British scientists have built a complete and functional organ from transplanted laboratory-created cells in a living animal for the very first time. The researchers have created a thymus — an organ next to the heart that produces immune cells known as T cells that are vital for guarding against disease.
Although so far only tested on mice, the technique could be used to provide replacement organs for people with weakened immune systems and eventually lead on the production of more complex organs for transplant. The technique could be used in humans in as little as ten years.
Scientists created a working thymus with connective tissue cells from a mouse embryo which were converted into a completely different cell strain by flipping a genetic “switch” in their DNA. The resulting cells grew spontaneously into the whole organ when injected into the mouse with other similar cells.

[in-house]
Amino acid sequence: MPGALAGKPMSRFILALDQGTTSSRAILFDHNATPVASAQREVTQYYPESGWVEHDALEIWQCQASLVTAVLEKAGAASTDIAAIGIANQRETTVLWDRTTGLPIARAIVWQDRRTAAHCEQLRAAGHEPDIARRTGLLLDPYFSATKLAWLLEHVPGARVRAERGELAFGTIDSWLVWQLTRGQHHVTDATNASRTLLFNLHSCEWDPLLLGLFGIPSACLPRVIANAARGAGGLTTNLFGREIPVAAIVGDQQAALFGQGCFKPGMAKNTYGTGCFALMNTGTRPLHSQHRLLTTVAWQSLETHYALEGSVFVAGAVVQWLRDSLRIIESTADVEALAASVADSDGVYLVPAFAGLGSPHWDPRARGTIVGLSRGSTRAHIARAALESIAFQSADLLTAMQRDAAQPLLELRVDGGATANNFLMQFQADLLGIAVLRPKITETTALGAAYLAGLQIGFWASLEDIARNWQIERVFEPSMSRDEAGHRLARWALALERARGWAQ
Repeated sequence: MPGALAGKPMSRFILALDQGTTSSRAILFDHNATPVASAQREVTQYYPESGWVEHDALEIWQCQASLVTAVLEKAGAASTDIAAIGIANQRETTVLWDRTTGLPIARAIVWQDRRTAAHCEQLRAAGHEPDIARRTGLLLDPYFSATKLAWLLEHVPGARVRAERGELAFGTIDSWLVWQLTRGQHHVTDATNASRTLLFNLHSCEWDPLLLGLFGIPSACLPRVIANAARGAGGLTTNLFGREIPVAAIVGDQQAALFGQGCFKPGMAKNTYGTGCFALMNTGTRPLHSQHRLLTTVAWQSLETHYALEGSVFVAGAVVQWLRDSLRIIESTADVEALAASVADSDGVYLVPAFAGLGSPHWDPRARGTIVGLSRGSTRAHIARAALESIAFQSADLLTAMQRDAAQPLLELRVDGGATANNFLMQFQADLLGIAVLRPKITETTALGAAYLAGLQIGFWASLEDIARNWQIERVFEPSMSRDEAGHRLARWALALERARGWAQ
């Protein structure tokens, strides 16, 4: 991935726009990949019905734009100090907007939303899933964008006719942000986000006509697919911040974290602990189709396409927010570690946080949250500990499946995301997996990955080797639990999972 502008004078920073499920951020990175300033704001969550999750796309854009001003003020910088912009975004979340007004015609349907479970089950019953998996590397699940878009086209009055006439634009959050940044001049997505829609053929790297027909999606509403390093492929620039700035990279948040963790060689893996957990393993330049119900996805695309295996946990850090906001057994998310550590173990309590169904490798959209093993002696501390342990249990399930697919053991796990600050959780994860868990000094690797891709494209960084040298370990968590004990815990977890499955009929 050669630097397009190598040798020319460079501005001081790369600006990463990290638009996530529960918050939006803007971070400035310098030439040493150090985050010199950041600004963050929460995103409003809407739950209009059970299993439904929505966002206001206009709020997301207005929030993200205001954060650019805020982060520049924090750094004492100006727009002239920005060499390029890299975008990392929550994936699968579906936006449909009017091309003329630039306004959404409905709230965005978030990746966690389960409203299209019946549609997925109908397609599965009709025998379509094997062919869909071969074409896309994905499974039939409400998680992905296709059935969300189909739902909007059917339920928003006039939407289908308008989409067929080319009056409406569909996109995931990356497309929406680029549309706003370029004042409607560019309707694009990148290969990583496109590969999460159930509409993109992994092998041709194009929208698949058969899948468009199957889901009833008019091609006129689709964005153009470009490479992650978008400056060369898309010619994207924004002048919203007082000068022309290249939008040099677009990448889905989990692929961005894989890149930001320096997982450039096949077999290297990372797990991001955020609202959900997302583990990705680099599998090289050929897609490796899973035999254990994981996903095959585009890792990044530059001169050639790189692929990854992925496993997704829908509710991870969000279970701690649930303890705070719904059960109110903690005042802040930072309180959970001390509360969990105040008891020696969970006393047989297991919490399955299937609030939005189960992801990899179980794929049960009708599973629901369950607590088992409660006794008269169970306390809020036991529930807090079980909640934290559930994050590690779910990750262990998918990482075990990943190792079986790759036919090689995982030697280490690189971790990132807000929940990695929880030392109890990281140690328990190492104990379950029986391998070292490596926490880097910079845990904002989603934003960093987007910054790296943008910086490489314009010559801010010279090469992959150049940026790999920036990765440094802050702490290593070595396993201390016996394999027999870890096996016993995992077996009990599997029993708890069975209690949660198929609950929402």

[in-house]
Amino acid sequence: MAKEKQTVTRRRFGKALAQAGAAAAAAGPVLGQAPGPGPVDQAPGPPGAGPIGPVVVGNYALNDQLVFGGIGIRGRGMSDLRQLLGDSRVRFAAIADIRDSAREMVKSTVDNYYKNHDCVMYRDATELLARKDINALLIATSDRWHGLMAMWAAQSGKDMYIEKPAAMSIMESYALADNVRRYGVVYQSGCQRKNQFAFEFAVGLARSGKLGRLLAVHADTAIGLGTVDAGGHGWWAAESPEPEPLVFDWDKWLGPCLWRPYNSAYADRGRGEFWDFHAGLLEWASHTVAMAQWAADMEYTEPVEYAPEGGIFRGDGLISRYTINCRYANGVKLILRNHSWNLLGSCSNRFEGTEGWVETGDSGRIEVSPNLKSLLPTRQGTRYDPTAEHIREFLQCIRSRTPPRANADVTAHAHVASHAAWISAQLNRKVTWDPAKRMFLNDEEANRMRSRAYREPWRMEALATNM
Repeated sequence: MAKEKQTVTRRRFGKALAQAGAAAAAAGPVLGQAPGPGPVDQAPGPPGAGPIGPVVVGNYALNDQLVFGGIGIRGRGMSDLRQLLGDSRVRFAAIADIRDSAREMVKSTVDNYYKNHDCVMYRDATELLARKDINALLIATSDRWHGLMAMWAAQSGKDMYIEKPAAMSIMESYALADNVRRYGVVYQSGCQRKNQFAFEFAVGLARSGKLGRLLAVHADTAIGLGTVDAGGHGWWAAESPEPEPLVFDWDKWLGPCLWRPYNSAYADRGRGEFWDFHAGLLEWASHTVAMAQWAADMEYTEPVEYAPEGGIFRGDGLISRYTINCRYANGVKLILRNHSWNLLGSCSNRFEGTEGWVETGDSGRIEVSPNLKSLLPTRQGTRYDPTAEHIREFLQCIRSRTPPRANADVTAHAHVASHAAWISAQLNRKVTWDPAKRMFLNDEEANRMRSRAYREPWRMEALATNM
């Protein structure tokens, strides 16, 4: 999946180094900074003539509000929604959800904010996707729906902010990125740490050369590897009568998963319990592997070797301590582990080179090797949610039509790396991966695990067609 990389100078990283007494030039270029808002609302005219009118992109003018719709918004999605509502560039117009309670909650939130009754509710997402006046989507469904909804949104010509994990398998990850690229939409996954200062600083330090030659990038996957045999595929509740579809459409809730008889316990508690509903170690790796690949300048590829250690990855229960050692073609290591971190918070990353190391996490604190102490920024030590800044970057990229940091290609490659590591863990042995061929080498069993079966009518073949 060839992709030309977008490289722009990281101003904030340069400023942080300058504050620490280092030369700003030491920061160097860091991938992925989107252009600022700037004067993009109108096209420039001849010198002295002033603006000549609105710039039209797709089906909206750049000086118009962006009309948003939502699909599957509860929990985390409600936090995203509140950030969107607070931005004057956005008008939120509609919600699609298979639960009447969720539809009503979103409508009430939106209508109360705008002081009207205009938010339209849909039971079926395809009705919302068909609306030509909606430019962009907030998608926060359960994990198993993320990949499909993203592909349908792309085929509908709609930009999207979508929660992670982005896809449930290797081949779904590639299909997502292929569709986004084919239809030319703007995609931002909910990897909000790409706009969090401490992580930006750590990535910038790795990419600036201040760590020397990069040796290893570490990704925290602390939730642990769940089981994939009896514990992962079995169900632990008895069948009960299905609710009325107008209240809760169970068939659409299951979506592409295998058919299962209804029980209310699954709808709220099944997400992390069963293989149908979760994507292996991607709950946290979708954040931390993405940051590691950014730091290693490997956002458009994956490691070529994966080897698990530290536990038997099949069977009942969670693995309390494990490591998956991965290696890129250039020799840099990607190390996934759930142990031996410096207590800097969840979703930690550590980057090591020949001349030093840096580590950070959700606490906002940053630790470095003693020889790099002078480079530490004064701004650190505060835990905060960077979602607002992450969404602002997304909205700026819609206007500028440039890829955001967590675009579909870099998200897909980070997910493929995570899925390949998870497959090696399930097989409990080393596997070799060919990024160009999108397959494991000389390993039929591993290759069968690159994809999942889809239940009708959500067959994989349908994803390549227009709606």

Professor Clare Blackburn, from the Medical Research Council (MRC) Centre for Regenerative Medicine at the University of Edinburgh, who led the team of scientists, said: “The ability to grow replacement organs from cells in the lab is one of the ‘holy grails’ in regenerative medicine. But the size and complexity of lab-grown organs has so far been limited.
By directly reprogramming cells we’ve managed to produce an artificial cell type that, when transplanted, can form a fully organised and functional organ. This is an important first step towards the goal of generating a clinically useful artificial thymus in the lab.”
The new research, published in the journal Nature Cell Biology, raises the possibility of creating a whole new functioning thymus using cells manufactured in the laboratory.
While fragments of organs, including hearts, livers and even brains, have been grown from stem cells, no one before has succeeded in producing a fully intact organ from cells created outside the body.